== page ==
Mr Makwetla explained that the Minister’s intervention in December 2010 was intended to immediately provide healthcare to the neediest veterans.  The intention of the Bill was to provide healthcare benefits to all military veterans who met the means test at all State facilities.  The mechanism for funding the provision was under discussion.  He was unable to comment on the minimum cost of a housing unit determined by the DHS.  The questions and comments of the Members have been noted.

Mr Groenewald agreed that more thorough discussions would have to be held and that an affordable solution would have to be found.  He warned that more instability could be expected from any unfulfilled promises made to veterans.

Mr Motumi advised that the non-statutory force pension dispensation applied to those members of the former liberation forces that had chosen to be integrated into the SANDF.

Maj Gen Mashoala added that many veterans were excluded from the non-statutory force pension dispensation.  The pensions paid to members of the former liberation forces were far less than that paid to members of the SANDF and the National Treasury had made additional funds available to augment the pensions.  He provided a breakdown of the number of veterans from each force, i.e. SANDF: 31,110; Venda Defence Force: 970; Transkei Defence Force: 553; Bophuthatswana Defence Force: 450; MK: 15,000 and APLA: 6,000.  The intention of the Bill was to level the playing fields, to ensure the equitable provision of benefits to all veterans and to address the historical disparities.

Mr Motumi explained that the minimum housing unit cost was R84,000 but the veterans had requested houses of a higher standard, at a unit cost of R120,000.  The indicative figures provided were for a period of five years.  The cost of the benefits was a mixture of existing and new costs.  The DMV was engaged in determining which benefits had already been provided to which veterans.  Provision was made for a once-off employment benefit of R4,000 but it must be noted that the Sector Education and Training Authorities (SETA’s) also had funds available and that there were other Government agencies providing assistance as well.  The DHS had received some data from the DHS on the housing already provided to veterans.

Mr Motumi explained that the policy on the dependents of veterans needed to be refined.  The estimates were based on an average of one spouse and two children per veteran.  The Bill would replace the Military Veterans Affairs Act of 1999, which would be repealed.  Certain benefits provided by the Act were retained and others were expanded.  The DMV was not in control of the provision of all the proposed benefits.  The DMV had verifying processes in place to ensure that all persons entered on the database were bona fide military veterans.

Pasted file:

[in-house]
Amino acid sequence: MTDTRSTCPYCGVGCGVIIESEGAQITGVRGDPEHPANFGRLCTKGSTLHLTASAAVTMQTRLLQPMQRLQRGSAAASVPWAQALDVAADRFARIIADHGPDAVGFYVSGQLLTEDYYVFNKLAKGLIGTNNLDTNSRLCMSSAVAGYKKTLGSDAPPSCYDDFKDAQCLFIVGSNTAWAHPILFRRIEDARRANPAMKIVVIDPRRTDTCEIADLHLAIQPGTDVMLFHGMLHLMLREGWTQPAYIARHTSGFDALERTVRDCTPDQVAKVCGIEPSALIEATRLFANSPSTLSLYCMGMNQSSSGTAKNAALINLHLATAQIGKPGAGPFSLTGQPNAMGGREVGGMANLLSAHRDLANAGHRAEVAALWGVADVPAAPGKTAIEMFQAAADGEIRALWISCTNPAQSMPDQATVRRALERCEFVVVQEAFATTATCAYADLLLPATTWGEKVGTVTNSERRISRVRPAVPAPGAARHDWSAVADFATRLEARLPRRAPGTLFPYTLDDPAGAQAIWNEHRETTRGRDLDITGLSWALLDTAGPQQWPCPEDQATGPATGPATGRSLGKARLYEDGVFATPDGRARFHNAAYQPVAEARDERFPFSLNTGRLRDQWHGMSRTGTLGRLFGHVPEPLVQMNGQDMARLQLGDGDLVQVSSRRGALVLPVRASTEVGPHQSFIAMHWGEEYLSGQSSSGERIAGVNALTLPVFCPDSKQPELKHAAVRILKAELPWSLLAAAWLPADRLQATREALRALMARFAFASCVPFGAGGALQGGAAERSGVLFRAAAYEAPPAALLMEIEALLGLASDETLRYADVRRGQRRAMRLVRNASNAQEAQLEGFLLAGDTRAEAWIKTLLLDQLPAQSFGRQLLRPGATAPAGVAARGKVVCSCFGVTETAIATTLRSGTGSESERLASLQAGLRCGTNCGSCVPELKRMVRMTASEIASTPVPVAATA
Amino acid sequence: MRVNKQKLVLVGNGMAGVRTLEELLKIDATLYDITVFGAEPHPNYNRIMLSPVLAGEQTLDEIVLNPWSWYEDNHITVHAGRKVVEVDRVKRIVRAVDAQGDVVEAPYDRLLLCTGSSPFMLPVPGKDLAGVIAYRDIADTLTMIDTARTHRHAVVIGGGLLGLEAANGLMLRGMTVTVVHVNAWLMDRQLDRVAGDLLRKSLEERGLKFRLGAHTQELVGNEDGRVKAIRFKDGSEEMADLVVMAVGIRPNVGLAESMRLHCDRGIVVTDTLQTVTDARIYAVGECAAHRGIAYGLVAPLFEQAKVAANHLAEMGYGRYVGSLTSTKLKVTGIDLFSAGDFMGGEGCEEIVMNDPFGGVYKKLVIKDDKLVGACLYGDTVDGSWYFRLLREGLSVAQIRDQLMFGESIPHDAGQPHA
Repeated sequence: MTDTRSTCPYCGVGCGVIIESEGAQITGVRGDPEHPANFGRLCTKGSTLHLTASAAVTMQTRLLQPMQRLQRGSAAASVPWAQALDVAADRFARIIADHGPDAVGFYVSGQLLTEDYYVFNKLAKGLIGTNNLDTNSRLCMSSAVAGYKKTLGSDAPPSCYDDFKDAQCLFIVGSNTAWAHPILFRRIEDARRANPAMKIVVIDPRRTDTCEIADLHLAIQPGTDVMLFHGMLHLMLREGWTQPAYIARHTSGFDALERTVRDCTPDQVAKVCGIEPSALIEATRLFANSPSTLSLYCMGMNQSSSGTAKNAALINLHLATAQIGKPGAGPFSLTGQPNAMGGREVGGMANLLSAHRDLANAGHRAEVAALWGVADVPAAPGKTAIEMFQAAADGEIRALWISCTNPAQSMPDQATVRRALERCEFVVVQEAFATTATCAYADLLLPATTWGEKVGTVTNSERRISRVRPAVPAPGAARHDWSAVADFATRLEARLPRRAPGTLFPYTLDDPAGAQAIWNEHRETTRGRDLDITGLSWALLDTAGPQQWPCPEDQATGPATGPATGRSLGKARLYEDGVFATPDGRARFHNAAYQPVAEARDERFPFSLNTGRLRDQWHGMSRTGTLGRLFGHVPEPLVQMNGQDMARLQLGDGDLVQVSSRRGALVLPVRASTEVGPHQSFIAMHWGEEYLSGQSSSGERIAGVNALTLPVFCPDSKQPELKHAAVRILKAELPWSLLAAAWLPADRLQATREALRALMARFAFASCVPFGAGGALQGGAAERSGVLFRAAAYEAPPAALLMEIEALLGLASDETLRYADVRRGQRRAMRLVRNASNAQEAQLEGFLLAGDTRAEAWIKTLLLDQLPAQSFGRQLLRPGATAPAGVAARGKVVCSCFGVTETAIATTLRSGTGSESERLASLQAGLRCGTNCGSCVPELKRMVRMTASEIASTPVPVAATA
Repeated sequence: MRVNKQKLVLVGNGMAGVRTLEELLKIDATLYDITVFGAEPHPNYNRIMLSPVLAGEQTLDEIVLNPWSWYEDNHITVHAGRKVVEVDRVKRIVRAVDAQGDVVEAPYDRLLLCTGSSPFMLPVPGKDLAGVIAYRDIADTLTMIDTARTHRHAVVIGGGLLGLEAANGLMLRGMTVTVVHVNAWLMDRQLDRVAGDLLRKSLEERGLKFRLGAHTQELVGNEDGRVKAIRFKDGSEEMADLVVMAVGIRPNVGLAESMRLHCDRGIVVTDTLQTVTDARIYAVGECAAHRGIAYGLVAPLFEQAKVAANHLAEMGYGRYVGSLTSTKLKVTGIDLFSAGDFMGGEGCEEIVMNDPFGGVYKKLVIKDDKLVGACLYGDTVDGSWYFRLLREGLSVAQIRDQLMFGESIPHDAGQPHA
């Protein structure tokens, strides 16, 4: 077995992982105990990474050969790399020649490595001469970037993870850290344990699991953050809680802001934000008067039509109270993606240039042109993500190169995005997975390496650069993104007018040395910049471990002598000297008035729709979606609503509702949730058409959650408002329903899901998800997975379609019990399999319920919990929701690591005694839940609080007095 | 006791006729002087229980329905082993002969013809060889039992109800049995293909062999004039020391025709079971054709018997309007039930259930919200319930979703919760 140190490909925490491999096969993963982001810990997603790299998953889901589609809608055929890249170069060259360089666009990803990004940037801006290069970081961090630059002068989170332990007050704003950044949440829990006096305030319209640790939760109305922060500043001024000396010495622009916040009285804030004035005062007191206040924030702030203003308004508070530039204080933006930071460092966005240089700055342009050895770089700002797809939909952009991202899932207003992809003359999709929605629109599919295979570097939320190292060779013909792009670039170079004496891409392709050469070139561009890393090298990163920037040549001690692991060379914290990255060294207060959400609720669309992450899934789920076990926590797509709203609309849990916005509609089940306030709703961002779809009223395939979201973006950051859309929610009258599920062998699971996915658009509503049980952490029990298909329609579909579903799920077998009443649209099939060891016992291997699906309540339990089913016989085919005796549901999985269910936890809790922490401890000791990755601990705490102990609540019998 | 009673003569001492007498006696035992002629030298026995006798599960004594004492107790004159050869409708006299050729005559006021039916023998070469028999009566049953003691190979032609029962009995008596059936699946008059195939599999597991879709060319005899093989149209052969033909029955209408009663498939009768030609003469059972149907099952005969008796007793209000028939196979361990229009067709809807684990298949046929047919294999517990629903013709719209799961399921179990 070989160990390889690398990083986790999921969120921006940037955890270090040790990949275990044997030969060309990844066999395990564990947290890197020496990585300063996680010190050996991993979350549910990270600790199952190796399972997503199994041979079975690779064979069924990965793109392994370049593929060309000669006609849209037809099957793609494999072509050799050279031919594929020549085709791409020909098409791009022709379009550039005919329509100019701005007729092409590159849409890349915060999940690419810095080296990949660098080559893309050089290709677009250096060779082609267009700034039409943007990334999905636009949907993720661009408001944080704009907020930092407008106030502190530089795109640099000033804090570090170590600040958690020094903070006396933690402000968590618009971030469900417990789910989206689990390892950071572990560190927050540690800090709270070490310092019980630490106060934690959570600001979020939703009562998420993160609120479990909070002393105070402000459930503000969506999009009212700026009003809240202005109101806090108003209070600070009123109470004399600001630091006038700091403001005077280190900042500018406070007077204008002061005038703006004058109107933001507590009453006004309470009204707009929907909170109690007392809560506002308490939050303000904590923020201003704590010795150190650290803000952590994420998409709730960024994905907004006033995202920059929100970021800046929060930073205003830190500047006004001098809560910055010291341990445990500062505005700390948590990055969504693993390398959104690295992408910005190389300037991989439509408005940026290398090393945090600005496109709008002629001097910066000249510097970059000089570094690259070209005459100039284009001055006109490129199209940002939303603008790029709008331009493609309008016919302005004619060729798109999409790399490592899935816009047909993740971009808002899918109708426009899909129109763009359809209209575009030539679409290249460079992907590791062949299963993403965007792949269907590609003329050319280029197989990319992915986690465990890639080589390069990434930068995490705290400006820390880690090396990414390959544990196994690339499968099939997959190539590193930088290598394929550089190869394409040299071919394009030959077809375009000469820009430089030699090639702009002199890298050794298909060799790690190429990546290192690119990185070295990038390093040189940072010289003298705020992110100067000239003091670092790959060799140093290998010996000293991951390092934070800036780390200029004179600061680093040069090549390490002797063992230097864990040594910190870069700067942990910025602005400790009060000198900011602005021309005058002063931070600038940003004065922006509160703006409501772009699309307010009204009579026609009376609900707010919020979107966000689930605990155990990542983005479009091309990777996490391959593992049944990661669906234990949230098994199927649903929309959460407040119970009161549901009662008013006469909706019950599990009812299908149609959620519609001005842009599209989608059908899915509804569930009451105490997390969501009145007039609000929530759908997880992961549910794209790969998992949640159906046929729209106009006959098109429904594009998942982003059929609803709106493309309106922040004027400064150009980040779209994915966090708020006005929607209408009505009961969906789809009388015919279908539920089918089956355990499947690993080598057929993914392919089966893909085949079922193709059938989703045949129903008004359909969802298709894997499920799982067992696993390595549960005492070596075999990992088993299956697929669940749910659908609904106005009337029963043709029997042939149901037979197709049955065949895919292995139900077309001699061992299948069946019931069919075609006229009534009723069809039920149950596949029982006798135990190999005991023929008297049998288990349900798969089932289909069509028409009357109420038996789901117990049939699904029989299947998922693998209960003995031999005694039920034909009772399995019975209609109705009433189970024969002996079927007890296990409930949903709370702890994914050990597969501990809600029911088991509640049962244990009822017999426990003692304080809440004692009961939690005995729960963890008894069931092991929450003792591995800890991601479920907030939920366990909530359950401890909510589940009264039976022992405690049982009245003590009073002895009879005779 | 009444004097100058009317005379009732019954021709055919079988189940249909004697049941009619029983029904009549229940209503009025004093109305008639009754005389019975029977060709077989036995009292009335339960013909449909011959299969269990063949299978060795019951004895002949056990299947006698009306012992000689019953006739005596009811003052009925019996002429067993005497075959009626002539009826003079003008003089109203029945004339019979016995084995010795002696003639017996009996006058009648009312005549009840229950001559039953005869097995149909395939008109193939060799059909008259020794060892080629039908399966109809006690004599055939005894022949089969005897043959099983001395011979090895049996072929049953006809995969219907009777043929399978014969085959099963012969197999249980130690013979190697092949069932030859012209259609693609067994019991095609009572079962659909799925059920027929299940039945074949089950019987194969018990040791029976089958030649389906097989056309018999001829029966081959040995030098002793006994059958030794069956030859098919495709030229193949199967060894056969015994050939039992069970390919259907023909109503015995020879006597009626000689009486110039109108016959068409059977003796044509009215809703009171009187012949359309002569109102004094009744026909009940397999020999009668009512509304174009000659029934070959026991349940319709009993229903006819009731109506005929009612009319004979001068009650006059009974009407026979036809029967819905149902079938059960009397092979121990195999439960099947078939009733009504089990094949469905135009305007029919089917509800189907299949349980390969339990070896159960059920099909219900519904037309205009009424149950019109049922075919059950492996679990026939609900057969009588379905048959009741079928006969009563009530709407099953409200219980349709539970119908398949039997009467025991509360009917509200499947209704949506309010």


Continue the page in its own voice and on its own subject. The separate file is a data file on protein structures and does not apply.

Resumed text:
Mr Maynier said that the Bill was based on an interim policy framework that was submitted by the Task Team to the Minister in November 2009.  He asked why the Minister had not finalised the policy and published a White Paper on military veterans to date.  The cost of the benefits recommended by the Task Team could have been determined during 2010.  In his opinion, the Department had not adequately prepared for the Bill and the process of introducing the Bill was fundamentally flawed.  He asked for an explanation of the Task Team recommendation concerning the provision of a ‘statutory business vehicle’ to provide assistance to veterans.  It was not clear if the estimated cost of pension benefits included the additional R5 billion already made available for the non-statutory force pension dispensation.

Mr Makwetla confirmed that the Bill was based on the interim policy framework.  The Task Team had a tight deadline as the Minister did not think it necessary to wait while a lengthy process to develop the policy was followed.  Although the Minister received the Task Team report in November 2009, the report was only adopted by the Cabinet in June 2010.  He suggested that the provisions of the Bill were discussed in more depth at a later stage.  The intention of the ‘special business vehicle’ recommendation was to provide assistance to veterans to benefit from business opportunities.  The veterans would need the required skills and capital to start business ventures and the intention was to work with other Government agencies already providing such assistance.

Mr Maynier asked if it was correct to assume that the cost of providing pensions to members of the non-statutory forces was R5 billion.

Maj Gen Mashoala replied that the question should be referred to the Department of Defence.

The Chairperson thanked the Members and delegates for their participation and suggested that the Committee allowed the DMV to continue with the process of determining the cost of implementing the Bill.

The meeting was adjourned.